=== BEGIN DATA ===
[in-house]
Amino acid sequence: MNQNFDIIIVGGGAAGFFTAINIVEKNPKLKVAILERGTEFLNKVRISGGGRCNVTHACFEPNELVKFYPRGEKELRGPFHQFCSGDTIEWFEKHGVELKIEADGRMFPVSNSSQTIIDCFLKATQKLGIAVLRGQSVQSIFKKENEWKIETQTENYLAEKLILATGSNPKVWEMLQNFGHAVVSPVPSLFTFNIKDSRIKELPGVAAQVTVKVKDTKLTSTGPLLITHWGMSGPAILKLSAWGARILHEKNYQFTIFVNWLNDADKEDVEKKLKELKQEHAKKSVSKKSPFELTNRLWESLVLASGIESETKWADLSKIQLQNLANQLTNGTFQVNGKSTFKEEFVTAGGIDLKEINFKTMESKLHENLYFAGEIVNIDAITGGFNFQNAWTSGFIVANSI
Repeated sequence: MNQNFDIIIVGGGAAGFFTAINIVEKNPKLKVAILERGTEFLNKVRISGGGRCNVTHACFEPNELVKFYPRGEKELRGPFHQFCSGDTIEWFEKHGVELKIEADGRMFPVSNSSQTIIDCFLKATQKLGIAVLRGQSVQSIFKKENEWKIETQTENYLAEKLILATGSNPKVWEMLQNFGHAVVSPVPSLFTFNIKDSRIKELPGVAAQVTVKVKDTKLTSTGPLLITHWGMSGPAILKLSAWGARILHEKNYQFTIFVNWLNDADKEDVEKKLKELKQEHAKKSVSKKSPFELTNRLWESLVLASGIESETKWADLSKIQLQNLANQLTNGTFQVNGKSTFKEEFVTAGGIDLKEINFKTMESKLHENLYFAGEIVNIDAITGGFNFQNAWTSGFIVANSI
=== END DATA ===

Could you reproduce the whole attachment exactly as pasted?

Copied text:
[in-house]
Amino acid sequence: MNQNFDIIIVGGGAAGFFTAINIVEKNPKLKVAILERGTEFLNKVRISGGGRCNVTHACFEPNELVKFYPRGEKELRGPFHQFCSGDTIEWFEKHGVELKIEADGRMFPVSNSSQTIIDCFLKATQKLGIAVLRGQSVQSIFKKENEWKIETQTENYLAEKLILATGSNPKVWEMLQNFGHAVVSPVPSLFTFNIKDSRIKELPGVAAQVTVKVKDTKLTSTGPLLITHWGMSGPAILKLSAWGARILHEKNYQFTIFVNWLNDADKEDVEKKLKELKQEHAKKSVSKKSPFELTNRLWESLVLASGIESETKWADLSKIQLQNLANQLTNGTFQVNGKSTFKEEFVTAGGIDLKEINFKTMESKLHENLYFAGEIVNIDAITGGFNFQNAWTSGFIVANSI
Repeated sequence: MNQNFDIIIVGGGAAGFFTAINIVEKNPKLKVAILERGTEFLNKVRISGGGRCNVTHACFEPNELVKFYPRGEKELRGPFHQFCSGDTIEWFEKHGVELKIEADGRMFPVSNSSQTIIDCFLKATQKLGIAVLRGQSVQSIFKKENEWKIETQTENYLAEKLILATGSNPKVWEMLQNFGHAVVSPVPSLFTFNIKDSRIKELPGVAAQVTVKVKDTKLTSTGPLLITHWGMSGPAILKLSAWGARILHEKNYQFTIFVNWLNDADKEDVEKKLKELKQEHAKKSVSKKSPFELTNRLWESLVLASGIESETKWADLSKIQLQNLANQLTNGTFQVNGKSTFKEEFVTAGGIDLKEINFKTMESKLHENLYFAGEIVNIDAITGGFNFQNAWTSGFIVANSI